Trying to make sense of it

First of all: Thank you for your countless emails, tweets, Facebook entries and blog comments following my surprise heart attack. I still struggle to keep up with the stream of communication coming in from so many different directions. Now that this episode is a little bit over a week behind me, I am trying to answer the questions I most commonly get: How do you feel? What next? What changed?

How do I feel?

I am still confused, because I still don’t understand why I had a heart attack. Yes, I get the part of hereditary heart disease. Yes, my dad had three of them, and the last one he did not survive. But, I started life style changes a long time ago, did yearly physicals, had great cholesterol levels (mid 170’s), no history of high blood pressure, exercise regularly. I ate a pretty decent diet, love my food and wine, and was not too concerned with caloric intake because I knew that I was burning an average of 7500 calories per week just cycling.

Um, lets select ALL

So, I still can’t grasp the why and that does some odd things to my psyche; I am irritable, I am tired and I ache. Some of it is medication related and I hope that this week Tuesday’s visit with my cardiologist will bring some adjustment to the medications.

Other than the occasional pain pill I am not one used to meds, so when you are suddenly on 5 medications, some of them twice a day, it is pretty unnerving. I also don’t like some of the disclaimers of these meds, i.e. “Do not discontinue to take. Failure to do so may cause a massive heart attack!” Just great…

I often get very cold, something else very new to me. Fatigue sets in without warning and I sleep longer than ever. Ever since I got home from the hospital I slept around 10 hours per day, 4 more hours than I am used to. I started walking, I am not allowed to cycle yet (hoping to get an answer as to when soon), and I use my Garmin to monitor this activity as I am supposed to keep my heart rate for the time being always below 110.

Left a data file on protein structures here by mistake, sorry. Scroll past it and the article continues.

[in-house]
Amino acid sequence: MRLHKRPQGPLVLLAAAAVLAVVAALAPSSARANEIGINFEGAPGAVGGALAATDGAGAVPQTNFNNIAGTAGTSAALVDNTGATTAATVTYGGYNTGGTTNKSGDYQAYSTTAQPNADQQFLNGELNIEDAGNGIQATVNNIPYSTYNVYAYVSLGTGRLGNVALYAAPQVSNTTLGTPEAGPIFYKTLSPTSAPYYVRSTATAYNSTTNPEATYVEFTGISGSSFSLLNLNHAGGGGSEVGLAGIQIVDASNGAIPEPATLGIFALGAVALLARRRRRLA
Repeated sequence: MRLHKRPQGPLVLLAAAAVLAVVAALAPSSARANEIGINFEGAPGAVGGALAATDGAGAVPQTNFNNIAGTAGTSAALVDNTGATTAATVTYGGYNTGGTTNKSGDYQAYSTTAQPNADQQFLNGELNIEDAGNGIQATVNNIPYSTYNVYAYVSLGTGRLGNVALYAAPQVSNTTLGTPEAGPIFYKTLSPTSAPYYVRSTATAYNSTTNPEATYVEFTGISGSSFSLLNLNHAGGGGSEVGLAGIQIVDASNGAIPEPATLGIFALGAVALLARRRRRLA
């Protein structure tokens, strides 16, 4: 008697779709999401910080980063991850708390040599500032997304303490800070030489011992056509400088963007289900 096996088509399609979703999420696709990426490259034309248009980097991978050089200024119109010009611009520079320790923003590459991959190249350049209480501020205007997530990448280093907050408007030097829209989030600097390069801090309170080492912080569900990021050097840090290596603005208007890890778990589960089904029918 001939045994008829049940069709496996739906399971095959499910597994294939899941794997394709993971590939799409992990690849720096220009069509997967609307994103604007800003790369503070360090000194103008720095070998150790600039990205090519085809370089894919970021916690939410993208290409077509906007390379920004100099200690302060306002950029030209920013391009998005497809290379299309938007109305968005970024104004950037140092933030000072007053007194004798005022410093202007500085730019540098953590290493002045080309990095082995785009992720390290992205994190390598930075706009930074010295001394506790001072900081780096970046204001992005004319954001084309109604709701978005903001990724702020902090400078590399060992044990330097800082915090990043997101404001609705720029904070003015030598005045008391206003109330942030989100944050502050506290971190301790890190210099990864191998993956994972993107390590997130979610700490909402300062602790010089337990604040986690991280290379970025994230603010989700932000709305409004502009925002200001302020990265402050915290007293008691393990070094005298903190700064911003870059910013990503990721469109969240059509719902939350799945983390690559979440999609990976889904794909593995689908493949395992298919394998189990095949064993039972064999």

It’s not all bad, mind you, after all I was back to work within 5 days, I can walk, my outlook for full recovery is excellent, so why the gloom and doom? I don’t know yet, but I will let you know when I get to the bottom of it.

What is next?

It seems I will remain on some of these meds, likely 3 or 4 of them for the rest of my life. Diet changes only require me to lower my sodium intake, but wait, that is SALT!!!! SALT I love, SALT I crave, SALT which makes taste everything a gazillion better. This one really sucks!!! My wife and I spend quiet some time mulling over weekly menus, trying to merge her low sugar diet with my low salt diet. Lots of fun folks, NOT! Again I hope to get a better understanding of this whole low-sodium intake.

You can tell I am in full control

To put it into perspective: if you are the kind of person which does not look at nutrition labels and consume a lot of food that is prepared by others, or comes out of containers or cans, you likely consume between 4000 to 5000 mg of sodium per day. My daily target is 1500 mg, again for perspective 1/4 teaspoon of salt = 575 mg. I have to really think, what, how much and when I eat and of course, there will be tons of cooking in our future, since cooking everything from scratch is about the only logical way to control the intake. My first project will be working on a good low-sodium pizza dough recipes; the goal, less than 300 mg of salt per slice, compared to the average 2300 mg per slice for store bought…

What changed?

That is likely the easies one to answer: everything


About GT in LA

Road cycling enthusiast
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8 Responses to Trying to make sense of it

  1. Pingback: First AHA ride in the bank « GT in LA

  2. Jim Lyle says:

    FWIW, one of the “old-f*rts” I ride with had three stints installed and was back on his bike two weeks later. Best wishes for a speedy recovery.

  3. The Trickster says:

    Get better soon sir 🙂

  4. Pingback: Just the links — the Tour takes off, an unexpected heart attack, child endangerment in London « BikingInLA

  5. Jeff Bean says:

    GT – you continue to be in our thoughts. Wishing you a full and speedy recovery. Be kind to yourself and take each day as it comes. We’re behind you 100%. BC

  6. Hi GT,
    I’m glad that you’re on the road to recovery, in spite of the challenges that you are facing. I hope you are allowed to get back on your bike really soon. Oh, and when you come up with that pizza recipe, please be sure to share it.

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  8. Looks like a huge puzzle to solve!
    So many things to consider now; food, medication, side effects…
    I really hope your cardiologist gives you the thumb’s up!

    I believe you when you say that everything has changed. What a year for you!
    But it’s just another obstacle; you will recover. And who knows, maybe in a few months you’ll even say that everything has changed… for the best. One thing is for sure, you are stronger than you were 2 weeks ago because you’re a survivor!

    I wish you the best GT and really hope Pat and I will get to meet you for real, in CA of course!!
    Your French-C friend,

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